Somer emphasizes that while the body can create choline with the aid of other nutrients like folic acid and vitamin B12, there are occasions when this production is insufficient to support proper brain function. Eggs can be a great help in the situation. Eggs, more specifically the yolks, are just about the second-richest source of choline in grocery stores, after beef liver, according to the National Institutes of Health (NIH). A single egg provides around 30% of the recommended daily amount of choline, which is good for the brain. Eggs were the main source of phosphatidylcholine in the diets of study participants, as mentioned above. And research published in the journal Nutrients found that those who frequently eat eggs often ingest twice as much choline as persons who don’t.

7. Black Lentils

Black Lentils

It’s possible that not all lentils are made equal when it comes to safeguarding our brains. According to a study that appeared in the September 2021 issue of Neurology, persons who had at least half a portion of foods high in plant-based flavonoids daily had a 20% lower risk of cognitive impairment than those who consumed less of these foods. Anthocyanins, which are typically found in blackberries, blueberries, cherries, and black lentils, were also found to have some of the highest protective benefits against cognitive decline among individual flavonoids, according to the results, which were based on data from 49,493 women and 27,842 men. Somer claims that these substances have antioxidant and anti-inflammatory properties that can improve brain function and delay the onset of cognitive decline.

Additionally, black lentils are a fantastic source of dietary fiber, much like all legumes. According to the U.S. Food and Drug Administration (FDA), the majority of individuals do not consume the recommended daily amount of fiber, which is 28 grams for adults on a 2,000 calorie diet. This deficiency may be endangering long-term brain health. A high-fiber diet may lower the chance of developing debilitating dementia in persons aged 40 to 64, according to a study that was published in February 2022 in Nutritional Neuroscience. Particularly for soluble fiber, which is present in lentils, the connection was clear.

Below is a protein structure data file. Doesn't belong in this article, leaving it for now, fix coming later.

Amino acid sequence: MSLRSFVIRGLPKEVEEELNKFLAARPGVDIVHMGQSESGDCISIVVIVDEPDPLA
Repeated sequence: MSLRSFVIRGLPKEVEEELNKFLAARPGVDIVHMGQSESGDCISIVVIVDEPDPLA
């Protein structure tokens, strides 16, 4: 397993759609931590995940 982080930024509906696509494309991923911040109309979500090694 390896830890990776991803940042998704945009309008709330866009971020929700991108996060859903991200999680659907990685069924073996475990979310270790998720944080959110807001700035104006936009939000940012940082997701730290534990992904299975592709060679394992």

Although the mechanisms are not yet established, they may entail interactions between the gut and the brain: The microbiome, or collection of beneficial bacteria in the human gastrointestinal tract, can be controlled by fiber, which may have an effect on inflammation in the brain.

8. Canned Sardines

canned sardines

One of the best sources of long-chain omega-3 fatty acids in the grocery store is these affordable canned fish, which, according to some studies, may delay age-related cognitive decline. In a study published in the journal Nutrients including 6,587 adults, it was discovered that eating fatty fish, such as sardines and salmon, and consuming moderate amounts of omega-3 fatty acids from marine sources were linked to a lower prevalence of depressive symptoms. And a study that appeared in The BMJ in July 2021 found a link between higher omega-3 intake and fewer, less severe headaches in people who have these skull crushers.

Dr. Kaplan refers to lipids in the gray matter and adds, “Basically, we are fat heads, as our brains are 60% fat.” Therefore, good fats, such as omega-3s, are necessary for the cell membranes in our brains to operate at their best. She continues by saying that changing the ratio of these fats in our meals can assist reduce inflammation in the brain and make it simpler to maintain higher cognitive performance by ingesting more omega-3 fats and fewer omega-6 ones from highly processed foods. The best recommendation, according to Kaplan, is to aim for two servings of fatty fish per week. “We don’t yet know the ideal amount of seafood to eat for brain health,” Kaplan says.

Sardines in cans are also a good source of vitamin D. According to nutrition data provided by the U.S. Department of Agriculture, a 3.5-ounce (100-gram) serving offers 193 IU or 24 percent of the recommended value (USDA). Even after taking into consideration a number of dementia risk variables, researchers discovered that older people who consumed the most vitamin D from food were less likely to experience dementia than those who consumed the least.

Alzheimer’s & Dementia released the findings in September 2020. Vitamin D can be seen as crucial along with all of the other nutrients, but we can’t expect to optimize brain function with just one vitamin, adds Kaplan. Any nutrient deficiency, including vitamin D deficiency, is never going to be helpful for brain function.

Few Americans consume enough vitamin D from food or sunlight, therefore it may be a good idea to include canned sardines more frequently in your diet. Try the tiny swimmers in frittatas, spaghetti dishes, and sandwiches.